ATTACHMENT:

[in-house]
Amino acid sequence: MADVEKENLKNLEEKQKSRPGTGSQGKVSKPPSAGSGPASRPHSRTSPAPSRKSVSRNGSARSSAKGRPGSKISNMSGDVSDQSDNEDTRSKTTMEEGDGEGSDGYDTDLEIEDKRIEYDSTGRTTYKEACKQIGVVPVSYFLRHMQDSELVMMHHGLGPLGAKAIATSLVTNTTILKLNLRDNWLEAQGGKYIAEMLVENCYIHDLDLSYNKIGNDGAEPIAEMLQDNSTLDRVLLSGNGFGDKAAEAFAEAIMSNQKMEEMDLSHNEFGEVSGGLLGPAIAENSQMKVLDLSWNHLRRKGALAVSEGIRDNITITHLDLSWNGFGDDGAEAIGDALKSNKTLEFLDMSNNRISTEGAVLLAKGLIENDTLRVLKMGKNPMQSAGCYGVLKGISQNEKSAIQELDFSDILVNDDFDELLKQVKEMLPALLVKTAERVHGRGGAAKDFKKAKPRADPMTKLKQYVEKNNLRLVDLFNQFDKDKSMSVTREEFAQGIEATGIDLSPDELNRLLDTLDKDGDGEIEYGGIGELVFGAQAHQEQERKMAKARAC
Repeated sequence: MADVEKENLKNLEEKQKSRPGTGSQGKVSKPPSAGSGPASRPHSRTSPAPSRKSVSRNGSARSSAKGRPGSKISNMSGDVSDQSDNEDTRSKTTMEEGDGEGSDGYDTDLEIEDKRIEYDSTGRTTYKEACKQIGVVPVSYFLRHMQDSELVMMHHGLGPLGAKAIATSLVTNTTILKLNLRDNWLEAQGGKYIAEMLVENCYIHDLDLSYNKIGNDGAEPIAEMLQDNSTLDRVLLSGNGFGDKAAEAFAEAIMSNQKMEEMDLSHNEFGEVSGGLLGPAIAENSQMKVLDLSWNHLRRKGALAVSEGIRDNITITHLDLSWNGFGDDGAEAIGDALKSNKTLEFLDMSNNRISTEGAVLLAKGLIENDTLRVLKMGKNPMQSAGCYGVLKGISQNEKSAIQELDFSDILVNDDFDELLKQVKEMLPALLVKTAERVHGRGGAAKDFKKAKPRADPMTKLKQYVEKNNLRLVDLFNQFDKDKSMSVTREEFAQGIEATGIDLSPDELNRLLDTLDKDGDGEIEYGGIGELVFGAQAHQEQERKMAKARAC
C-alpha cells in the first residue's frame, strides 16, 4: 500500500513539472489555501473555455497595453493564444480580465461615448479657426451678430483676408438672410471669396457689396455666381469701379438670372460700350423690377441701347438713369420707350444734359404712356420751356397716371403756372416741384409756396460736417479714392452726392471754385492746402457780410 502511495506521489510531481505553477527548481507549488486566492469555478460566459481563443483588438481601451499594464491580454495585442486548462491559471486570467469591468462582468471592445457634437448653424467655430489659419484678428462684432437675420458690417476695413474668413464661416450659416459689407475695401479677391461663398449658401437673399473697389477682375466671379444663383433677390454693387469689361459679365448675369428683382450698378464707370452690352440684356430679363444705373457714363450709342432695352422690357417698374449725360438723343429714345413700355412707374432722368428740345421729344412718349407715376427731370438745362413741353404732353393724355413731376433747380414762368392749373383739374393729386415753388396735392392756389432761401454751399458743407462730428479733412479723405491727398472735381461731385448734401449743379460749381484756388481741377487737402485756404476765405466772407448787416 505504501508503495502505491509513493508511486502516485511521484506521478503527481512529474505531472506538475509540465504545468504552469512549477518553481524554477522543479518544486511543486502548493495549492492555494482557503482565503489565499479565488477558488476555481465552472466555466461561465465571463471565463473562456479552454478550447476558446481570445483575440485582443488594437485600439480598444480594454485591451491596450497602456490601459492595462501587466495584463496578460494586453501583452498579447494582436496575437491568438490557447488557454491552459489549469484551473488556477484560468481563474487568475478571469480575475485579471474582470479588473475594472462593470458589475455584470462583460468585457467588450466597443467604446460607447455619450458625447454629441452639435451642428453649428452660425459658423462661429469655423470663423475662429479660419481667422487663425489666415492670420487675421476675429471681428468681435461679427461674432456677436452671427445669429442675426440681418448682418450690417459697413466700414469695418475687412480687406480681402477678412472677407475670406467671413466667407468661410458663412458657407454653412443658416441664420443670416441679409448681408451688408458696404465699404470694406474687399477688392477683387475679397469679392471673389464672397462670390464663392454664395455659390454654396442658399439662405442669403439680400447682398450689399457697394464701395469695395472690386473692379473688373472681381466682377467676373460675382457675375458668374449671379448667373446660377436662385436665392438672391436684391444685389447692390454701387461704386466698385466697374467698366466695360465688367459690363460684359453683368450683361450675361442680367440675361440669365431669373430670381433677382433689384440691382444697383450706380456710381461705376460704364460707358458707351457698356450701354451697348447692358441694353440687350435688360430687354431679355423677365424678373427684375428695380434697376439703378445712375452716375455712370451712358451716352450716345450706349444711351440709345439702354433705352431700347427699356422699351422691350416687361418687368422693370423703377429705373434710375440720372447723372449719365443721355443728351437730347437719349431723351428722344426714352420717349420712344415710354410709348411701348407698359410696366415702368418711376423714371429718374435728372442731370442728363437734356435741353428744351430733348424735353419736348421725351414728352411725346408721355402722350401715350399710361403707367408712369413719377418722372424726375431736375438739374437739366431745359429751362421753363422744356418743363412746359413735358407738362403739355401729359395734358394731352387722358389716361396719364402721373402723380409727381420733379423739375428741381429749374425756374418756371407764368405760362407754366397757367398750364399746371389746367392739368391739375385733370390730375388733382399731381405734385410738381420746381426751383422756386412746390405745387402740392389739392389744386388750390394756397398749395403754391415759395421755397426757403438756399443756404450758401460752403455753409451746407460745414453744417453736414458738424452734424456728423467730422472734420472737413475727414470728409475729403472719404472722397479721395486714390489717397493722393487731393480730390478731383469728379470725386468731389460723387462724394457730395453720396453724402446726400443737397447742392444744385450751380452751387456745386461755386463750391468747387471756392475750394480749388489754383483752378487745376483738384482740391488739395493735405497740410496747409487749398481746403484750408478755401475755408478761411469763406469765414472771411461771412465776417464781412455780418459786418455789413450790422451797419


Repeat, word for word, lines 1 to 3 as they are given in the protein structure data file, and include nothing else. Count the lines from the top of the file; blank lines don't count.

[in-house]
Amino acid sequence: MADVEKENLKNLEEKQKSRPGTGSQGKVSKPPSAGSGPASRPHSRTSPAPSRKSVSRNGSARSSAKGRPGSKISNMSGDVSDQSDNEDTRSKTTMEEGDGEGSDGYDTDLEIEDKRIEYDSTGRTTYKEACKQIGVVPVSYFLRHMQDSELVMMHHGLGPLGAKAIATSLVTNTTILKLNLRDNWLEAQGGKYIAEMLVENCYIHDLDLSYNKIGNDGAEPIAEMLQDNSTLDRVLLSGNGFGDKAAEAFAEAIMSNQKMEEMDLSHNEFGEVSGGLLGPAIAENSQMKVLDLSWNHLRRKGALAVSEGIRDNITITHLDLSWNGFGDDGAEAIGDALKSNKTLEFLDMSNNRISTEGAVLLAKGLIENDTLRVLKMGKNPMQSAGCYGVLKGISQNEKSAIQELDFSDILVNDDFDELLKQVKEMLPALLVKTAERVHGRGGAAKDFKKAKPRADPMTKLKQYVEKNNLRLVDLFNQFDKDKSMSVTREEFAQGIEATGIDLSPDELNRLLDTLDKDGDGEIEYGGIGELVFGAQAHQEQERKMAKARAC
Repeated sequence: MADVEKENLKNLEEKQKSRPGTGSQGKVSKPPSAGSGPASRPHSRTSPAPSRKSVSRNGSARSSAKGRPGSKISNMSGDVSDQSDNEDTRSKTTMEEGDGEGSDGYDTDLEIEDKRIEYDSTGRTTYKEACKQIGVVPVSYFLRHMQDSELVMMHHGLGPLGAKAIATSLVTNTTILKLNLRDNWLEAQGGKYIAEMLVENCYIHDLDLSYNKIGNDGAEPIAEMLQDNSTLDRVLLSGNGFGDKAAEAFAEAIMSNQKMEEMDLSHNEFGEVSGGLLGPAIAENSQMKVLDLSWNHLRRKGALAVSEGIRDNITITHLDLSWNGFGDDGAEAIGDALKSNKTLEFLDMSNNRISTEGAVLLAKGLIENDTLRVLKMGKNPMQSAGCYGVLKGISQNEKSAIQELDFSDILVNDDFDELLKQVKEMLPALLVKTAERVHGRGGAAKDFKKAKPRADPMTKLKQYVEKNNLRLVDLFNQFDKDKSMSVTREEFAQGIEATGIDLSPDELNRLLDTLDKDGDGEIEYGGIGELVFGAQAHQEQERKMAKARAC